Formation of Hard Grey Scale (HGS) on the Surface of a Cold-finger in the Aluminium Production Industry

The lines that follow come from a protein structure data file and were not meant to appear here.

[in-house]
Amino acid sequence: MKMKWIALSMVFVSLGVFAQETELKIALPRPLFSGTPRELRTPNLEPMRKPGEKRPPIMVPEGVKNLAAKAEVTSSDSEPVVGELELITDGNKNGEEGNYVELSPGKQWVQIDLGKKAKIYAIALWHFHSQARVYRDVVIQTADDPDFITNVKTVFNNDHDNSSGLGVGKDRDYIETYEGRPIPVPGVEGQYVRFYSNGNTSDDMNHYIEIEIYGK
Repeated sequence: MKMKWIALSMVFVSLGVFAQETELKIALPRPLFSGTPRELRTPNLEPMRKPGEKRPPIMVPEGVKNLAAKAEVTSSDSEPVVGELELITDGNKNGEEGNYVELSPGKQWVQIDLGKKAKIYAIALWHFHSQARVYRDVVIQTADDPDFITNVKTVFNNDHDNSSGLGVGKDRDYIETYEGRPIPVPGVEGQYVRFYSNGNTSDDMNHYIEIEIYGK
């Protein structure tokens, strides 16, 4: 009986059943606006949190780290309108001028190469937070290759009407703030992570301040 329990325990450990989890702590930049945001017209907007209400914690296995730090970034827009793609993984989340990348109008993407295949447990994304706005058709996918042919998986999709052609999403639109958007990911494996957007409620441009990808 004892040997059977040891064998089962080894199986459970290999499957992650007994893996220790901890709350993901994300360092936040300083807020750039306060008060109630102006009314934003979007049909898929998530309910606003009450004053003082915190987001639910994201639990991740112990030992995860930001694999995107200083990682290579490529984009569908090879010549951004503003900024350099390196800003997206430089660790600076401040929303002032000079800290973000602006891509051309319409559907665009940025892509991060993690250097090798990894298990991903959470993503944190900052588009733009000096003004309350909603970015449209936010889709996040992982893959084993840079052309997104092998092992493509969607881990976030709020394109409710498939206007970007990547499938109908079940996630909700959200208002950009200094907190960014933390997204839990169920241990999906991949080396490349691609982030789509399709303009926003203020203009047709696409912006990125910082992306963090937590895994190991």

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The present work has investigated the formation mechanisms of Hard Grey Scale (HGS) in a duct transporting the off-gas from aluminium production pot cells to the Gas Treatment Centre (GTC). For that purpose, a cooled fouling probe or “cold-finger” was designed, built, and used in fouling experiments performed at a Norwegian aluminium production site with durations ranging from several hours to several months, over the course of nearly three years. The effect of HGS growth on heat transfer was studied by means of heat flux sensors placed on the surface of the cold-finger, which allowed monitoring fouling resistance over time and determining the HGS thermal conductivity. This value, which was not reported in the literature, can be used to evaluate the impact of HGS growth on surfaces where heat transfer is of importance (e.g. heat exchangers). Due to the particulate fouling nature of HGS growth, a comprehensive overview of the mathematical principles behind the two main Computational Fluid Dynamic (CFD) modelling approaches, namely Lagrangian and Eulerian, are presently reviewed. Moreover, the unpublished implementation of a Eulerian CFD model for particle deposition developed during the project is described in the final part of the thesis. Opposed to previous hypothesis based on particle recrystallization or presence of a continuous binding phase, strong evidence is presented in this thesis for an HGS formation mechanism based on inertial deposition of small particles in the size range between tens of nanometres to few micrometres. The quenching of electrolyte vapours in the form of atmolite (NaAlF4) was found to be the key component in the formation of HGS by providing the smallest particle fraction able to fill the voids between the larger depositing particles, and thus to produce a closely packed structure responsible for the hardness and high surface-adhesion of HGS. This conclusion was reached by several means, i.e. by: Characterization of the particle size distributions of HGS samples and off-gas dust samples by image analysis and calculation of particle capture efficiencies on the cold-finger surface, with good agreement with other experimental particle deposition studies using different types of particles, as well as with numerical studies based on CFD Models. Compositional analysis of HGS samples showing the enrichment of atmolite in HGS samples by Quantitative X-Ray Diffraction (Q-XRD). Clear particulate nature of HGS with absence of a binder phase and inter-particle sintering observed from Transmission Electron Microscope (TEM) measurements. The HGS growth in the front side of the cold-finger (i.e. upstream side of the off-gas) had a linear relationship with time with an average growth rate of 0.9 mm per month and no signs of growth stabilization within the experimental duration range (i.e. up to eight months). Thermophoretic effects were found to be negligible in HGS growth rates even though they were significant in the formation of fluffy deposits accumulating on the rear side of the cold-finger surface (i.e. downstream side of the off-gas). The overall results of the present study provide with a solid understanding of the physical nature and growth characteristics of HGS. The results can also be used to assess how future changes in the aluminium production process might affect the fouling behaviour in equipment exposed to the off-gas from the pot cells.